March 15, 2002
“The old man can wander around with words. I’ll give him that.”
“This here novel of his, about a PGA golfer who’s moderately successful when he plays golf and not so much anyplace else, meanders so often I got tired before I finished it.”
“Tell you what, it was fun and all, but it sure took its time getting around to the grins.”
Or something like that.
I’ve listened to Dan Jenkins during his occasional appearances on the Don Imus show. He talks like he writes, at least in his novels, which is fine for him, but it takes some getting used to. Personally, I like my corn pone and molasses light on the side, and not as the main dish.
Others may have a finer appreciation for Jenkins’ newest golf novel, The Money-Whipped Steer-Job Three-Jack Give-Up Artist (Doubleday, $24.95 SRP).
Bobby Joe Grooves is the hero of the story, a PGA Tour pro who wins every 18 months or so, but can’t seem to win a major. While he’d surely like to, there’s always something holding him back.
Maybe it’s his two ex-wives, although he seems to get along fine with them now that they only want some extra cash and the occasional golf lesson. Maybe it’s his parents, who enjoy spending his winnings while slowly falling apart, with Jenkins’ dead-on portrayal of elderly frailties.
Maybe it’s his girlfriend, who is smart, good-looking, and with a finely developed talent for using the f-word in all its various colorful optional forms—noun, verb, adjective, adverb, and as occasional extra modifier for even coarser terms.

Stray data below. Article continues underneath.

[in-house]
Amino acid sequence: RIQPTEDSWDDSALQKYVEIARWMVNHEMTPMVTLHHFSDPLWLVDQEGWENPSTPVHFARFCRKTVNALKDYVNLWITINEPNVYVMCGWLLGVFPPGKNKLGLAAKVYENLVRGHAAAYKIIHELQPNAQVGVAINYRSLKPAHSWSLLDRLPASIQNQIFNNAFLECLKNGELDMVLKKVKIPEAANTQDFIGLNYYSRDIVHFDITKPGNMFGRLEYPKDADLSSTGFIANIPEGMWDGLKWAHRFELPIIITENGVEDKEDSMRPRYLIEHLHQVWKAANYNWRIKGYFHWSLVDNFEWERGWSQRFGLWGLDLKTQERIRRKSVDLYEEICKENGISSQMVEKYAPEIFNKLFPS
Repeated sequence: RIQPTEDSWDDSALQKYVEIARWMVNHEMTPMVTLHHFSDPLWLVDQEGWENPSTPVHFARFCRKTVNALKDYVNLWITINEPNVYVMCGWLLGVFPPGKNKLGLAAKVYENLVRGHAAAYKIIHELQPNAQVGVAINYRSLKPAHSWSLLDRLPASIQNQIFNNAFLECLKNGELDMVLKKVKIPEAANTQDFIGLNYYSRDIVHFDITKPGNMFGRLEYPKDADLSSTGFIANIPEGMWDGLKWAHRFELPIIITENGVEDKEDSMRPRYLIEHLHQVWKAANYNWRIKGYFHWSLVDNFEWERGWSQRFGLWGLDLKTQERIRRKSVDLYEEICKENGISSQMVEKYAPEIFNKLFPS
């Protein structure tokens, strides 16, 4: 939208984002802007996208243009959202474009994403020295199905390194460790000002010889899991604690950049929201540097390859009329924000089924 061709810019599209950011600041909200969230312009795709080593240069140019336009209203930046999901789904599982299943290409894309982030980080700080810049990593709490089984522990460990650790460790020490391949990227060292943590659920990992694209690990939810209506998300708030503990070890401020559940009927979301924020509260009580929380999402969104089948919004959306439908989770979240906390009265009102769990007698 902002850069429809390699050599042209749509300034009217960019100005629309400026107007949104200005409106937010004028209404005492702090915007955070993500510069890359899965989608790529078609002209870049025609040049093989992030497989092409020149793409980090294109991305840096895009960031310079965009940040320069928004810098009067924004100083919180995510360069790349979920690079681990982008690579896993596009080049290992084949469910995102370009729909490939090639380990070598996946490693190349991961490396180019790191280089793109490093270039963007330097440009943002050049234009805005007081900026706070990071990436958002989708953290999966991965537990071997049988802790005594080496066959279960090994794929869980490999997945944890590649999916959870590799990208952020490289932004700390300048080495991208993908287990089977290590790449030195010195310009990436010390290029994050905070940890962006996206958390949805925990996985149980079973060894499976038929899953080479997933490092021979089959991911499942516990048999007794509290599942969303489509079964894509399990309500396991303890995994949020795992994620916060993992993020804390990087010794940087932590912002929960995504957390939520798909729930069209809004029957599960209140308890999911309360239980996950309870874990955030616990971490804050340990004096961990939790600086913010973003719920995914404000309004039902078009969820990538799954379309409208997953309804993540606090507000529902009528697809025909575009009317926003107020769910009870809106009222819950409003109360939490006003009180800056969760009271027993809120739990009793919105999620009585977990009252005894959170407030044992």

It’s not his caddie, the ever patient Mitch, mistaken by others for Michael Jordan on at least one funny occasion. Mitch is the kind of caddie most of us would love to have on our bag, if we were lucky enough to make it onto the Tour. Grooves knows enough to appreciate his fortunate choice of employee.
Grooves seems fairly resigned to his non-major fate, but he has another goal—make it onto the Ryder Cup. He had a pretty good first year, and if he can put together a good season in the second year of qualifying, when the points double, Grooves could make it.
But first, he’s got to get through the season.
That gives Jenkins the chance to offer his readers a bit of a tour of the Tour, from a perspective nearly devoid of political correctness. We learn the dubious pleasures of playing in pro-ams, and what the pros really think of their playing guests. We find out why the Bob Hope Classic, and a few other events, have such trouble bringing the top talent to compete in them.
We discover the social intricacies distinguishing among the hookers and hangers-on that follow the Tour players. We are treated to the talent differential among the gaggle of journalists that cover the events.
Jenkins also manages to slip in a snide comment or two about Fort Worth society, display his familiarity with certain unique aspects of New York City life, and make the occasional rude remark about women. If he ever had any friends in the LPGA before he wrote this, Jenkins will have some explaining to do. In addition, Jenkins’ depiction of some allegedly fictional PGA players seems suspiciously like he’s taking a shot or two at some actual players, living and/or dead.
After working through how great Hogan was, passing on the occasional playing tip, and conducting a guided tour of well-known golf courses and their architects, I had the impression that Jenkins was coasting a bit on this novel. It started out slowly, and took its own sweet time getting around to any kind of a plot. Eventually, however, the story took over from all the smart remarks, and ended with a wry, satisfying flourish.
This is not Jenkins’ best work. It’s pleasant enough for a rainy afternoon, but don’t be fooled into thinking this novel must be Dead Solid Perfect II.